By John Ward Anderson
Washington Post Foreign Service
Friday, May 18, 2007
BAGHDAD, May 17 -- More than 60 people were killed and dozens wounded in mortar strikes, drive-by shootings, roadside explosions, suicide bombings and other violent attacks in Iraq on Thursday, as a new study warned that the country was close to becoming a "failed state."
The U.S. ambassador to Iraq, Ryan C. Crocker, said the country had tread close to "the edge of the abyss" but now was making progress on political reforms needed to help mend sectarian and ethnic rifts that have pushed the country to the brink of civil war. Crocker cited what he said was Iraqi political progress toward agreements on constitutional reforms, the sharing of oil revenue and allowing former members of Saddam Hussein's Baath political party to take government and other public jobs.
U.S. officials hope political compromises among Iraq's Shiites, Sunni Arabs and Kurds will complement a U.S. troop buildup in the capital and help to improve Iraq's security situation.
Contrary to Crocker's assessment, some critics say that political progress has been too slow, while military counterinsurgency strategies have achieved mixed results, reducing some kinds of sectarian violence -- such as killings by death squads -- but having little impact on others, such as large suicide bombings typically carried out by the group al-Qaeda in Iraq or affiliated Sunni alliances.
A report released Thursday by Chatham House, a foreign policy research center in Britain, challenged the notion that violence in Iraq has subsided since the buildup of U.S. troops, saying, for instance, that car bombings had not diminished and arguing that radical groups were simply lying low.
"It can be argued that Iraq is on the verge of being a failed state which faces the distinct possibility of collapse and fragmentation," the report said.
Crocker, in remarks to a group of reporters carried by the Reuters news service, said it would be "a terrible mistake" to conclude that, because al-Qaeda in Iraq was still able to mount suicide attacks, the U.S. strategy "isn't working, it isn't going to work and we just all need to pull stakes."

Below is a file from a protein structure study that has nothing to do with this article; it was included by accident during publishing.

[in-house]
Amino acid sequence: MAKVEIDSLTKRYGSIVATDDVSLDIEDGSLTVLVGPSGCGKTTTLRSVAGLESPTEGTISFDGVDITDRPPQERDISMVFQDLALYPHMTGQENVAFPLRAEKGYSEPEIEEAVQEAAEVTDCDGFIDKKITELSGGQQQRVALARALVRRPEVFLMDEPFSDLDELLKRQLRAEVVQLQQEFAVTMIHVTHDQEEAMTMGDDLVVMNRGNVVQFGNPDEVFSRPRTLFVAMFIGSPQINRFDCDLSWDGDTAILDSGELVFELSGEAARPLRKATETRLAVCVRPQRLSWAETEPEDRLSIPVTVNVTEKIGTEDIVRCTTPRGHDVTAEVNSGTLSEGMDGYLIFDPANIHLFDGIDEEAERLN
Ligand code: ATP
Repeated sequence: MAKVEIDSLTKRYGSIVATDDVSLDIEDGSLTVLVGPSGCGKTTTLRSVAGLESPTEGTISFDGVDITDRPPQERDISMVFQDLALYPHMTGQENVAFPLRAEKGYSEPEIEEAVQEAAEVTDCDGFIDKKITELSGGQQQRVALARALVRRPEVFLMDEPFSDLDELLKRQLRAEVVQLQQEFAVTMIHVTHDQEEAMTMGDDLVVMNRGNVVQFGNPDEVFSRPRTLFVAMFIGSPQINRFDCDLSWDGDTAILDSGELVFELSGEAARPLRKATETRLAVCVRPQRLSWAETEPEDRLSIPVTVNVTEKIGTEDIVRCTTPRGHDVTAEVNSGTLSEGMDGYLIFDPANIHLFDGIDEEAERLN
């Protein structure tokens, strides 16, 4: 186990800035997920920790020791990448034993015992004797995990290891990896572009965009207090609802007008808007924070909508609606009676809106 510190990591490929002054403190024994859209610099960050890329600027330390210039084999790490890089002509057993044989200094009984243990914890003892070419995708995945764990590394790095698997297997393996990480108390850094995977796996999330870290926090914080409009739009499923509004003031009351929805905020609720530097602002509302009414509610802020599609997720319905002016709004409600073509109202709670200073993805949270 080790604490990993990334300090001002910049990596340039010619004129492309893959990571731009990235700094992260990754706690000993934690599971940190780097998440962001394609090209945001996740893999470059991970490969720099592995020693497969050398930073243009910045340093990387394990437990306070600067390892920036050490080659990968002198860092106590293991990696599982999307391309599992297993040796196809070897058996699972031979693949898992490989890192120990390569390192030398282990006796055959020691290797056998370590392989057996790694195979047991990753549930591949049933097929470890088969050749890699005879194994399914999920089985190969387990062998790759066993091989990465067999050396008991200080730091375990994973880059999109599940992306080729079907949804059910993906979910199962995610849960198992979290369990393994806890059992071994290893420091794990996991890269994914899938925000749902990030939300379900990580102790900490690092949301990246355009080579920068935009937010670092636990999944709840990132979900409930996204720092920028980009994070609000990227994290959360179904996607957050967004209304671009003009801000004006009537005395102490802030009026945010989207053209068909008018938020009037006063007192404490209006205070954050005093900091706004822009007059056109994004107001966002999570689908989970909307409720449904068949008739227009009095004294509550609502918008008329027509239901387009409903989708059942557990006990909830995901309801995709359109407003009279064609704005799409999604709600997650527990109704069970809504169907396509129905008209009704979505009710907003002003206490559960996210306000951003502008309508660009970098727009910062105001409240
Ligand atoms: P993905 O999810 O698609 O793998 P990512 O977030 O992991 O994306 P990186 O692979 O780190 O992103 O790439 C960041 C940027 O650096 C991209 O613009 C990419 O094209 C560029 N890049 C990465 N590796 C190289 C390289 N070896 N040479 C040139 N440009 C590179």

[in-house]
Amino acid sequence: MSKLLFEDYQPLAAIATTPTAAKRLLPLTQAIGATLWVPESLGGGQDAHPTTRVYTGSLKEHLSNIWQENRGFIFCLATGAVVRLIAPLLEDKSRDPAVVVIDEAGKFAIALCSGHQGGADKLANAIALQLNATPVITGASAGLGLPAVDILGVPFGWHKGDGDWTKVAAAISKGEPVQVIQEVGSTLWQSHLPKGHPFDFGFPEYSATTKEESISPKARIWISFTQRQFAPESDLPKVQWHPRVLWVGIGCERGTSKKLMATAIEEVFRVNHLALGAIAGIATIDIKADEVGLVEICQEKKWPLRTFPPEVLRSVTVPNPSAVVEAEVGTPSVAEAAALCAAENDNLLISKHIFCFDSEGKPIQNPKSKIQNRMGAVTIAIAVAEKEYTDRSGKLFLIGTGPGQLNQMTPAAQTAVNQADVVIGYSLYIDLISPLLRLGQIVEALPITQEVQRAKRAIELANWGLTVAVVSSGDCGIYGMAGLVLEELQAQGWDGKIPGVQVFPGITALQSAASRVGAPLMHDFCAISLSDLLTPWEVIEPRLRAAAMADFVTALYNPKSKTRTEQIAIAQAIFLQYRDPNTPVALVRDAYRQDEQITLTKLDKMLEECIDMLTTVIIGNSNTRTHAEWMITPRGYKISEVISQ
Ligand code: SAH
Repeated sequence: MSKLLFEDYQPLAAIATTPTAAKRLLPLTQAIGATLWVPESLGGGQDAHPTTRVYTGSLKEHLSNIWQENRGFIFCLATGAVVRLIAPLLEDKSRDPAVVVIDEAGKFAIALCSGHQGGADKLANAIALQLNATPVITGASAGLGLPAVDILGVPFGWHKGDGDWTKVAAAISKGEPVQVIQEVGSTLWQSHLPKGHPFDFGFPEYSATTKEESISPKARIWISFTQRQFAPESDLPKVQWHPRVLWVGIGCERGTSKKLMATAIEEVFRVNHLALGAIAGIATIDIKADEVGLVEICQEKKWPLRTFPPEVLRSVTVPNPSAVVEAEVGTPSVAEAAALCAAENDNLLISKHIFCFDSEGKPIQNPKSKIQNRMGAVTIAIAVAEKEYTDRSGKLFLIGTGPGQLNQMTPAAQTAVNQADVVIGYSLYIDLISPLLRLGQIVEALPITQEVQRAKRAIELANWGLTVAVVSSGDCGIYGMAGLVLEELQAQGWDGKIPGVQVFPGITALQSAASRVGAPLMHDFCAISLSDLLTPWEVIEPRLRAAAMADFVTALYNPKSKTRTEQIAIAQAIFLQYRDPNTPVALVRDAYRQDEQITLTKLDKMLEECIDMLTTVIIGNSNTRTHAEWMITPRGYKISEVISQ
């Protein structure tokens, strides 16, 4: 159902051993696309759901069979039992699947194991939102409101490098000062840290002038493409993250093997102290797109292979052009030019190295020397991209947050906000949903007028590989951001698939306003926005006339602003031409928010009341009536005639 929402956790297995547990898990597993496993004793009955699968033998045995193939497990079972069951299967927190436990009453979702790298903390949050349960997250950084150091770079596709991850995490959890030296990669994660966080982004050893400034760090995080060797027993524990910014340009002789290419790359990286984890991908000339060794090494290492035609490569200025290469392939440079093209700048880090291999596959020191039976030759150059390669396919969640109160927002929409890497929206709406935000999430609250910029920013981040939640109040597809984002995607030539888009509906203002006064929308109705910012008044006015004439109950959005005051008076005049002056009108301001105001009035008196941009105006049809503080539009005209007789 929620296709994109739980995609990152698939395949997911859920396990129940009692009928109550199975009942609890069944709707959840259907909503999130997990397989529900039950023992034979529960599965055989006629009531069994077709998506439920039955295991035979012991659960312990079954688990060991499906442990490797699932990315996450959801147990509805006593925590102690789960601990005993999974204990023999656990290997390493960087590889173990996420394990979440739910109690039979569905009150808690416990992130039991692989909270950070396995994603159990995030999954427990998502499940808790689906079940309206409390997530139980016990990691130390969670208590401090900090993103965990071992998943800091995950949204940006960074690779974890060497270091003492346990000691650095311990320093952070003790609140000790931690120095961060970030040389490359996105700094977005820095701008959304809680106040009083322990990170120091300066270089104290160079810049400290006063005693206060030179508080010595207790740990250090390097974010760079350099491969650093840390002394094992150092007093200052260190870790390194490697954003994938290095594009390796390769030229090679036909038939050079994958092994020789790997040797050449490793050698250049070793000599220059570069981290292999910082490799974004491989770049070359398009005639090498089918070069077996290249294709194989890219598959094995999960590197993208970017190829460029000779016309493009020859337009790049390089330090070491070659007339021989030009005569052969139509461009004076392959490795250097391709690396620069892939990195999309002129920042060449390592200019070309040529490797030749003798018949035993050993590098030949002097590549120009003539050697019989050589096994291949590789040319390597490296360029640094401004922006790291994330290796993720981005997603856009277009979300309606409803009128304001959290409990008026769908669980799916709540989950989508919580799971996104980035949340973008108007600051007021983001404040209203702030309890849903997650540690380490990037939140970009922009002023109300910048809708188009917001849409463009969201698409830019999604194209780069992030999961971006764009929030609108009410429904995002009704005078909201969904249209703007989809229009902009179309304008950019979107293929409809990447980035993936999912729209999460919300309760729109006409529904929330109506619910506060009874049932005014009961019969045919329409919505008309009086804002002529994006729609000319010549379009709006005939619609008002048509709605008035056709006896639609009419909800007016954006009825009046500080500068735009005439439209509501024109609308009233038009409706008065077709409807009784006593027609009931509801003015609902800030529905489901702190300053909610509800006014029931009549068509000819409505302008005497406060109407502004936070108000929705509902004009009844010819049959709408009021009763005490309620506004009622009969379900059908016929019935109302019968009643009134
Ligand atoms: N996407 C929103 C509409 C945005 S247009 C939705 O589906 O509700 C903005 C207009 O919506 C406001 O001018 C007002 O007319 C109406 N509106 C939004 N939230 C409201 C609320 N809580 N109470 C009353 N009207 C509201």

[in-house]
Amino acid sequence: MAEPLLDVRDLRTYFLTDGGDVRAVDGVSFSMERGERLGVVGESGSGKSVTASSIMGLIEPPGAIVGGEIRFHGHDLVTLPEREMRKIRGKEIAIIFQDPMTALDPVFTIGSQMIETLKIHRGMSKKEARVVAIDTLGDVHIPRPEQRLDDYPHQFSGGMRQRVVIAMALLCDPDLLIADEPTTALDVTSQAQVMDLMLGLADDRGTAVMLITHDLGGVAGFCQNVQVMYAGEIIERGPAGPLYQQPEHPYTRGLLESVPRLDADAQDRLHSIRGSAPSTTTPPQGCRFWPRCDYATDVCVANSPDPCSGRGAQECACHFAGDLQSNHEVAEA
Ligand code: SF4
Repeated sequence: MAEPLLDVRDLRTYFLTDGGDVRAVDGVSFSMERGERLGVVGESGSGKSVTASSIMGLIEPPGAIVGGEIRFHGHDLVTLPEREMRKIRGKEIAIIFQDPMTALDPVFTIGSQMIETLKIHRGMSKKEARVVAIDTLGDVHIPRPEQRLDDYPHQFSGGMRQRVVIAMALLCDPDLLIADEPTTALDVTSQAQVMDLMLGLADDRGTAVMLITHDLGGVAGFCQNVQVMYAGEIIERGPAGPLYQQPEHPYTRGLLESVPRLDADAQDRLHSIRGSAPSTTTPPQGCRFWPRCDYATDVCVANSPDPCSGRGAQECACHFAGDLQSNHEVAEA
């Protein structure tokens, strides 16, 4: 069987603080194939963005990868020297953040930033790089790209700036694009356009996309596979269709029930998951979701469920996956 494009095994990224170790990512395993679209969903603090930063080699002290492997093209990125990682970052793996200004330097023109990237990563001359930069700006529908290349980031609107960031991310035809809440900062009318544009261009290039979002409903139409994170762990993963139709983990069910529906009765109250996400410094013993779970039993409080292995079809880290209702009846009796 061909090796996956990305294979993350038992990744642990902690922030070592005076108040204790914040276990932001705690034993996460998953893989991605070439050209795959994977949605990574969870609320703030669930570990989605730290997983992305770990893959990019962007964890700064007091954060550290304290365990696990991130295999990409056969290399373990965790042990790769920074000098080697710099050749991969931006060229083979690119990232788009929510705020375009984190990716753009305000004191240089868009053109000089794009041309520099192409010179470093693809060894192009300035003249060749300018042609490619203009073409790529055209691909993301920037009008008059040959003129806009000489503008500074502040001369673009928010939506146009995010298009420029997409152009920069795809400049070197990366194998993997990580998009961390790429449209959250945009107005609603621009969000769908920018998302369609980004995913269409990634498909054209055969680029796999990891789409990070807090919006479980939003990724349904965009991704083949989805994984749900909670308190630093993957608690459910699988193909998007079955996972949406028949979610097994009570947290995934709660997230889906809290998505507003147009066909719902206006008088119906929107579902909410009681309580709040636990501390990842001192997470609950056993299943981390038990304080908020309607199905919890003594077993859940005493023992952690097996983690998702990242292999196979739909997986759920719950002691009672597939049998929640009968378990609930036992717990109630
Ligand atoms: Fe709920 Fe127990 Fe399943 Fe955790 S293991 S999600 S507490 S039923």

"If I had to evaluate today, and looking purely at the security situation, as devastating as the al-Qaeda-led chain of suicide vehicle attacks is, that does not in my mind suggest the failing of the state or of society," he said, according to Reuters.
Meanwhile, the Associated Press reported that a recent mortar attack on a U.S. Air Force base in Taji, just north of Baghdad, had damaged about 10 helicopters, most lightly. No one was injured in the attack.
A mortar shell landed inside the heavily fortified Green Zone, headquarters of the Iraqi government and U.S. forces, in central Baghdad on Thursday for the third day in a row. No one was reported injured. About a dozen mortar shells hit the Green Zone on Wednesday, killing two Iraqis and wounding 10 people.
Elsewhere, eight people were killed when a suicide bomber detonated an explosives belt near Kirkuk, in northern Iraq, according to a senior Iraqi law enforcement officer in Baghdad who was not authorized to speak on the record. In addition, he said, the bodies of 13 men who had been tortured and shot were found in and around Baghdad on Thursday.
News agencies reported that at least three people were killed Thursday in fighting between Iraqi police and the Madhi Army, the militia of Moqtada al-Sadr, the anti-American Shiite cleric. The incident took place in the city of Diwaniyah, about 110 miles south of Baghdad.
The U.S. military reported that three soldiers were killed Thursday when their patrol was struck by a roadside bomb south of Baghdad.